For Hamas, dancing on the brink of chaos is a winning tactic

For Hamas, dancing on the brink of chaos is a winning tactic

After a day of shocking losses in Gaza, there came a point when the terror group almost lost control, and engaged in some hurried course correction

Avi Issacharoff

Avi Issacharoff, The Times of Israel's Middle East analyst, fills the same role for Walla, the leading portal in Israel. He is also a guest commentator on many different radio shows and current affairs programs on television. Until 2012, he was a reporter and commentator on Arab affairs for the Haaretz newspaper. He also lectures on modern Palestinian history at Tel Aviv University, and is currently writing a script for an action-drama series for the Israeli satellite Television "YES." Born in Jerusalem, he graduated cum laude from Ben Gurion University with a B.A. in Middle Eastern studies and then earned his M.A. from Tel Aviv University on the same subject, also cum laude. A fluent Arabic speaker, Avi was the Middle East Affairs correspondent for Israeli Public Radio covering the Israeli-Palestinian conflict, the war in Iraq and the Arab countries between the years 2003-2006. Avi directed and edited short documentary films on Israeli television programs dealing with the Middle East. In 2002 he won the "best reporter" award for the "Israel Radio” for his coverage of the second intifada. In 2004, together with Amos Harel, he wrote "The Seventh War - How we won and why we lost the war with the Palestinians." A year later the book won an award from the Institute for Strategic Studies for containing the best research on security affairs in Israel. In 2008, Issacharoff and Harel published their second book, entitled "34 Days - The Story of the Second Lebanon War," which won the same prize.

A Palestinian boy holding his national flag looks at clashes with Israeli security forces near the border between the Gaza Strip and Israel east of Gaza City on May 14, 2018 (AFP PHOTO / MAHMUD HAMS)
A Palestinian boy holding his national flag looks at clashes with Israeli security forces near the border between the Gaza Strip and Israel east of Gaza City on May 14, 2018 (AFP PHOTO / MAHMUD HAMS)

Monday was undoubtedly among the most bewilderingly dissonant days in the history of the Israeli-Palestinian conflict: As the Israeli leadership, joined by US officials, feted the US embassy’s move to Jerusalem, and as tens of thousands of Israelis welcomed back Eurovision winner Netta Barzilai in celebrations in Tel Aviv, the Gaza Strip suffered one of its most doleful days in memory.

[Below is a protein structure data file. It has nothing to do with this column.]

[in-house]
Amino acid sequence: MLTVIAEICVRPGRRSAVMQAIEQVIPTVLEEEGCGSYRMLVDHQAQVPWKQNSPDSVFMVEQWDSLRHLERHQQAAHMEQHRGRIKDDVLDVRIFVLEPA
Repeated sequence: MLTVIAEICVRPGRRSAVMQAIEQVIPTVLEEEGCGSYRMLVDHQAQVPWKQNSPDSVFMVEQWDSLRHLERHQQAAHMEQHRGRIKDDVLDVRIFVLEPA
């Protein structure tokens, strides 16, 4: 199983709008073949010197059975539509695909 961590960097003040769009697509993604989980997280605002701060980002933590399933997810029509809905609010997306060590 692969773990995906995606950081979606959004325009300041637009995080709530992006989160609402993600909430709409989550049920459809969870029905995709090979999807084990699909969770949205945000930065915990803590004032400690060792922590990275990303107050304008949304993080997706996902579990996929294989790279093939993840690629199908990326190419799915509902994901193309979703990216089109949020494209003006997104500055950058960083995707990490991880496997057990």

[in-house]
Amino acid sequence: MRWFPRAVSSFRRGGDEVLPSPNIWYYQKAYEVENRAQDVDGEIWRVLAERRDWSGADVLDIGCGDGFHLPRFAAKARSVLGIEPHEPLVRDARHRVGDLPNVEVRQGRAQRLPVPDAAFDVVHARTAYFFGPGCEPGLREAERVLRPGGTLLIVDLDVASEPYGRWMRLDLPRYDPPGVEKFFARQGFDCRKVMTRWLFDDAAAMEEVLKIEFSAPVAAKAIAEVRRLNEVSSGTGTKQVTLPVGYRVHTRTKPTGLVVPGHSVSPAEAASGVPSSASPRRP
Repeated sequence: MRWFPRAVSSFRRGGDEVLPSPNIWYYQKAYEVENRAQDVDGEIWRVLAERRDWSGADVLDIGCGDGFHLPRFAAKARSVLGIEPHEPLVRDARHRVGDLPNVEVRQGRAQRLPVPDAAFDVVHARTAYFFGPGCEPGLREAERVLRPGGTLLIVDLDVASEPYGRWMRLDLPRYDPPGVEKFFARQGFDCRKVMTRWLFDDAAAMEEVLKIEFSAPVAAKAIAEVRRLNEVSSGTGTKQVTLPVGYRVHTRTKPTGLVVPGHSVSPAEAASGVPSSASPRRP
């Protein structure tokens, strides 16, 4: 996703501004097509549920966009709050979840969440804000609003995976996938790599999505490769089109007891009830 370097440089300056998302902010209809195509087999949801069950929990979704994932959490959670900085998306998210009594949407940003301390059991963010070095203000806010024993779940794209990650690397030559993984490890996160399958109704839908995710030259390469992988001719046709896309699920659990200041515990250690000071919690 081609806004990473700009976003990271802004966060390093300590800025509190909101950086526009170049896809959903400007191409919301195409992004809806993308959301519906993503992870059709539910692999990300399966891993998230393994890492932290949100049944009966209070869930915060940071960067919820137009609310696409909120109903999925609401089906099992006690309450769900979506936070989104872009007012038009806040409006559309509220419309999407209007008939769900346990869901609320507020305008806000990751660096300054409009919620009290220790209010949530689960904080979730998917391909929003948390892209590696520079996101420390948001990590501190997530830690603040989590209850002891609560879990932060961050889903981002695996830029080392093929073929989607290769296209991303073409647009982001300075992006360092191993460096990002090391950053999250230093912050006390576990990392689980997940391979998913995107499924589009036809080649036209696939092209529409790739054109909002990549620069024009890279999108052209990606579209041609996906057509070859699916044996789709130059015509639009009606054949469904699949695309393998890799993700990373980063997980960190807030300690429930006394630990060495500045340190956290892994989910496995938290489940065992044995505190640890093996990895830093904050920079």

Sixty Gazans were killed by IDF fire as soldiers sought to prevent demonstrators from breaching the Israeli border.

The timing of the events was not coincidental, of course, and is tied to the opposing Israeli and Palestinian narratives: The US embassy’s relocation was set for May 14, to coincide with the 70th anniversary of Israel’s establishment. On May 15 every year Palestinians mark what they see as the Nakba, or “catastrophe” of the establishment of the Jewish state.

Thus a day of festivities for Israelis became doubly tragic for the dozens of Gazan families of those killed, as well as those of the gravely wounded, whose lives will change forever.

At the end of such a day of jubilation on one side and grief on the other, it seems the rift between the two peoples has only been torn wider, and hatred has only grown.

Palestinians run for cover from tear gas near the border between Israel and the Gaza Strip, east of Jabaliya on May 14, 2018 (AFP PHOTO / Mohammed ABED)

A course correction in Gaza

In the late afternoon Monday, in at least one protest tent near the border, Hamas operatives in civilian clothing walked around and instructed protesters: “Go home.”

It was an unexpected plot twist, coming shortly after the Israeli military struck several Hamas targets in the Strip, and at a time when it was already clear that dozens of Palestinians had been killed and more than 2,000 wounded.

And in the evening one of Hamas’s Gaza leaders, Khalil al-Hayya, held a press conference in which he spoke in seemingly pacific tones, once again describing the riots as “a nonviolent march.”

Hamas’s senior political leader, Khalil al-Hayya in the Egyptian capital Cairo on November 22, 2017. (AFP PHOTO / MOHAMED EL-SHAHED)

It was a somewhat surprising statement from an organization that has always espoused “military resistance” — meaning terror and rocket attacks against Israel — particularly after more than 50 people had been killed by IDF fire. In fact, many in Gaza had believed ahead of Monday’s events that if the death toll were high, Hamas would renew its rocket fire against Israel.